Researchers discovered that cerebrovascular responsiveness to carbon dioxide in patients with sickle cell disease (SCD) is reduced compared with healthy individuals, according to a study published in Physiological Reports. 

Patients with SCD have a high risk of developing cerebral infarction and hemorrhage due to the presence of sickle-shaped erythrocytes, which have a reduced affinity for oxygen. However, the precise pathophysiology of SCD neurological complications has yet to be fully explored in the medical literature. 

When the brain lacks sufficient oxygen, compensatory mechanisms turn on to maintain oxygenation to cerebral tissue. This is believed to be accomplished by increasing the diameter of cerebral vessels. However, studies indicate that these compensatory mechanisms are likely to be incomplete, resulting in multiple tissue infarctions. 

The authors of the study hence set out to investigate the ability of cerebral vessels to dilate in response to reduced cerebral oxygenation. They recruited 35 patients with SCD, as well as 24 healthy control volunteers. Participants who had white matter hyperintensities on a brain scan and strokes were excluded from the study. 

Read more about SCD etiology 

The research team used magnetic resonance imaging to investigate the ability of patients with SCD to respond to a vasoactive stimulus. The areas under investigation were the anterior, middle, and posterior cerebral artery territories.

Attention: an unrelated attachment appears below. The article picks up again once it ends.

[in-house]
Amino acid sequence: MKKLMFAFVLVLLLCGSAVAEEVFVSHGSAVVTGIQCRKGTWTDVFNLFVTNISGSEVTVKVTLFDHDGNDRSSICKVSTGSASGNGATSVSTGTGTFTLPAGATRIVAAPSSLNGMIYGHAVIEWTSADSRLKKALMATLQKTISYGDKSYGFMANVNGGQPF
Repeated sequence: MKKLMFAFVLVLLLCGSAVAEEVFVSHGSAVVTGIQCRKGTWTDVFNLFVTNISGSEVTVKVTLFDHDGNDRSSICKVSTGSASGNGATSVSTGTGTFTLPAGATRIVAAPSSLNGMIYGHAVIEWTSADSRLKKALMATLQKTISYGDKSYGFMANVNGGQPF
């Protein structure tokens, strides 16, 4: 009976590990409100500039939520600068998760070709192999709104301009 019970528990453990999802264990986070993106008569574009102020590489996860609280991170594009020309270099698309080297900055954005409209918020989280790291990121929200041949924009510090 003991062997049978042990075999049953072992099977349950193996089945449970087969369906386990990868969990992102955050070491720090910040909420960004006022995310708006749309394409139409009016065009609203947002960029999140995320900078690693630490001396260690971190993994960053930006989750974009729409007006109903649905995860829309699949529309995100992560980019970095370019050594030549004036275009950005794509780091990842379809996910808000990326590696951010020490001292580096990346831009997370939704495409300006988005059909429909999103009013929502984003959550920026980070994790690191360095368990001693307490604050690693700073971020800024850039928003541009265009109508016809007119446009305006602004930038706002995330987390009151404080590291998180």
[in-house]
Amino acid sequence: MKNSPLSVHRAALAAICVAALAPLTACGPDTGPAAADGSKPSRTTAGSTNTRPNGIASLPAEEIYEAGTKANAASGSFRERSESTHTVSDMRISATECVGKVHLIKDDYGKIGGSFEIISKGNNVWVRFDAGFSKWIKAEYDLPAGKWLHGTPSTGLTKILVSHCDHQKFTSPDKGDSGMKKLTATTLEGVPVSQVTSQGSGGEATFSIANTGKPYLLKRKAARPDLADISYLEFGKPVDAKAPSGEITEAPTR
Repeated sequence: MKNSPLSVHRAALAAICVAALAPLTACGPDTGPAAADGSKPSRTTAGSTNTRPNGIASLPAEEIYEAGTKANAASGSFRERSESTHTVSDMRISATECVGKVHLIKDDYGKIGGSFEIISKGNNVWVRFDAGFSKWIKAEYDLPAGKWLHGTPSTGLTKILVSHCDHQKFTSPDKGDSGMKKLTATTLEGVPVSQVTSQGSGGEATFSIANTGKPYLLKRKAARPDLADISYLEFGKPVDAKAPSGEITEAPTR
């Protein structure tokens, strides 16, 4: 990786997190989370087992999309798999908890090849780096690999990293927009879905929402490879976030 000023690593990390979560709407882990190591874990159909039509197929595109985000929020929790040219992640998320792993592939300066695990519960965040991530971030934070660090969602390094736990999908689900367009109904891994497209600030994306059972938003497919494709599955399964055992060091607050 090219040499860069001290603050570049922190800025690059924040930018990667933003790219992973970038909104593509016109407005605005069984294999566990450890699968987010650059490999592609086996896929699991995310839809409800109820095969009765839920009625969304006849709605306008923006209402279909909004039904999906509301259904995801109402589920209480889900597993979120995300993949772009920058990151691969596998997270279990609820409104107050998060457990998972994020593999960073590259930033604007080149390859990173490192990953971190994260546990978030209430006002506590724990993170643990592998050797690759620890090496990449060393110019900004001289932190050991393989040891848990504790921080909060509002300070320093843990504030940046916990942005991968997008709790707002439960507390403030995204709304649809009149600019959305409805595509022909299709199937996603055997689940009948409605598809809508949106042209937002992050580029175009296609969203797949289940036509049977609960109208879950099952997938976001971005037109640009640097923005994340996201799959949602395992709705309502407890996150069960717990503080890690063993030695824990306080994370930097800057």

“Cerebrovascular reactivity was measured as the blood oxygen level dependent signal (a surrogate for cerebral blood flow) response to an increase in the end tidal partial pressure of CO2,” the authors wrote. “The dynamic aspect of the response was measured as the time constant of the first order response kinetics (tau).”

The results of the study indicate that patients with SCD had poorer cerebrovascular reactivity compared with the control group; with regard to the speed of the response to CO2, the researchers discovered that the tau and transfer function analysis were higher in the group of patients with SCD compared with the control.

“The main findings are that in patients with SCD, [cerebrovascular reactivity], gain and coherence are reduced in the [regions of interest] while tau and phase are increased, indicating a decreased and slower response,” the authors concluded. 

Reference

Sayin ES, Sobczyk O, Poublanc J, et al. Assessment of cerebrovascular function in patients with sickle cell disease using transfer function analysisPhysiol Rep. 2022;10(19):e15472. doi:10.14814/phy2.15472